Conversion to laparotomy was necessary in four of the The patients were monitored after the laparoscopic drain- eight studies and was performed in six patients, resulting in age with a mean follow-up period of 38 (range, 2–96) an overall conversion rate of 3%. Intestinal obstruction months. The interventions in this period consisted of ab- making insufflation impossible was the reason for conver- dominal CT, double-contrast barium enema, and colonos- sion in one patient.12 Reoperations with laparotomy were copy to rule out colorectal carcinomas and to plan elective performed in five patients. One patient had peritonitis resection of the diseased colon. There were three strategies: three weeks after primary laparoscopic lavage and, because 1) Surgery to all patients: four institutions performed sec- of the presence of local adhesions, the procedure had to be ondary elective surgery in 53 of 62 patients (the rest of the done open.13 One patient with Hinchey Grade 2 disease patients refused, were rejected by the anesthetist, or be- had a laparotomy and HP after a failure in the laparoscopic cause of other reasons).11,13,14,17 2) Surgery to the compli- intervention because of a pelvic abscess that did not resolve cated patients: This policy was supported by the study with after percutaneous drainage.16 In one study three patients the longest mean follow-up period.15 Inclusion criteria had a laparotomy: an 86-year-old and a 78-year-old pa- were defined by age, presence of severe diverticulitis, com- tient, both with fecal peritonitis (Hinchey Grade 4), under- plicated diverticulitis, and the presence of three episodes of went Hartmann’s procedure on the fifth and on the second mild diverticulitis.15 In this study 24 of 40 patients under- postoperative day, respectively, and a 39-year-old patient went elective laparoscopic resection. 3) Conservative ap- with obesity who had Hinchey Grade 3 disease required proach: In the three remaining studies (a total of 105 who open resection with primary anastomosis because of fever underwent a successful laparoscopic lavage), resection and tenderness.14 Thus, overall, the operation was con- were only performed if a readmission required a resection verted to laparotomy during the initial laparoscopic inter- or if the colonoscopy revealed a colorectal carcinoma. As a vention in one patient, and five patients underwent lapa- result, in two of these three studies, no patients had resec- rotomy days to weeks after the initial laparoscopy because tions, whereas in the third study one patient had a colonic resection because of a carcinoma of the descending colon Morbidity after laparoscopic drainage consisted of during the follow-up period.12,16,18 During the follow-up cardiopulmonary complications (myocardial infarction, period four patients from two of these three studies were respiratory infection, pulmonary embolus, and atelecta- readmitted with acute diverticulitis and responded to con- sis), gastrointestinal complications (paralytic ileus and an- servative management.16,18 No readmissions occurred in tibiotic-related diarrhea), and other (lymphangitis). In the rest of the six studies. The total number of patients that one study two patients developed pelvic abscess and were had an elective colon resection was 78 (38%).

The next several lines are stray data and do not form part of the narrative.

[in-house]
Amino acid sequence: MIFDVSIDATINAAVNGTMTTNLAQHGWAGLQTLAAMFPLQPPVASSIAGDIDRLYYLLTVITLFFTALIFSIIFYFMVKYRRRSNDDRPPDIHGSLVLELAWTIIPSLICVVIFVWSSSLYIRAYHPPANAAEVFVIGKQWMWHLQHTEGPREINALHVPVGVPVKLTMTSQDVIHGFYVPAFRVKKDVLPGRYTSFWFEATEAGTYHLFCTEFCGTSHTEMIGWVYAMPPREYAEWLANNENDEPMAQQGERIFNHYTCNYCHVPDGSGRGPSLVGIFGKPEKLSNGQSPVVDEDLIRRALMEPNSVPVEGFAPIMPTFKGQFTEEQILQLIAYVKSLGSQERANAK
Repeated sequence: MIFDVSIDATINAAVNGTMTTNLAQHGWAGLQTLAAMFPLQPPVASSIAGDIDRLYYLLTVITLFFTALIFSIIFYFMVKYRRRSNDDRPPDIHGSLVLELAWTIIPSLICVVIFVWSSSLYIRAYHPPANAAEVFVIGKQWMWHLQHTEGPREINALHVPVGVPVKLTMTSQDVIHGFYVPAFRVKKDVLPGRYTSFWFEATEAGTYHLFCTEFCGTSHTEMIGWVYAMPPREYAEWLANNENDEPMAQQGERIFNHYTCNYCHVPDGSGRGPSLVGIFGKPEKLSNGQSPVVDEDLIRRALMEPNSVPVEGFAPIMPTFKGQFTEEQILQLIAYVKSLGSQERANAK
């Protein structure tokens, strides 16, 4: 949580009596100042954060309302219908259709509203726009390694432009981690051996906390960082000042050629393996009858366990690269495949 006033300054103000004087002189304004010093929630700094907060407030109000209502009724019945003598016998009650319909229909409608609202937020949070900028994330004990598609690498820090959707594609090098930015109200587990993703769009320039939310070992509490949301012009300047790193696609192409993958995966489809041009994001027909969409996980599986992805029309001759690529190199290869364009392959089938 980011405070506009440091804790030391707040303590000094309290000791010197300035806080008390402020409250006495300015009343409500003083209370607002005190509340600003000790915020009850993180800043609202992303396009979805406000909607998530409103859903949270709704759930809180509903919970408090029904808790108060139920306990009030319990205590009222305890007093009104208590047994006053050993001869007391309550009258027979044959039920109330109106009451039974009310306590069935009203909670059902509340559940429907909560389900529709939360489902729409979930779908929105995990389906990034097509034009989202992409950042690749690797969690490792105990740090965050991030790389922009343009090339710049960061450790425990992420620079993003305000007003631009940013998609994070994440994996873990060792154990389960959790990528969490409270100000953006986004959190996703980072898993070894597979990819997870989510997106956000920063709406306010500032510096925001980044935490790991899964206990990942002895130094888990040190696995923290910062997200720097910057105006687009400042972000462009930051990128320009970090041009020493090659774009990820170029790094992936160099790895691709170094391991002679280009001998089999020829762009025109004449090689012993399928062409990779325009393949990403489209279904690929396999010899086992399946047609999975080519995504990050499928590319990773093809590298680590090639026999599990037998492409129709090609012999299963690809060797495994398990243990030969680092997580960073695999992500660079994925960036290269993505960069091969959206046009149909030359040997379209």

managed by radiologic drainage.17 The total number ofpatients with postoperative complications was 22 corre- DISCUSSION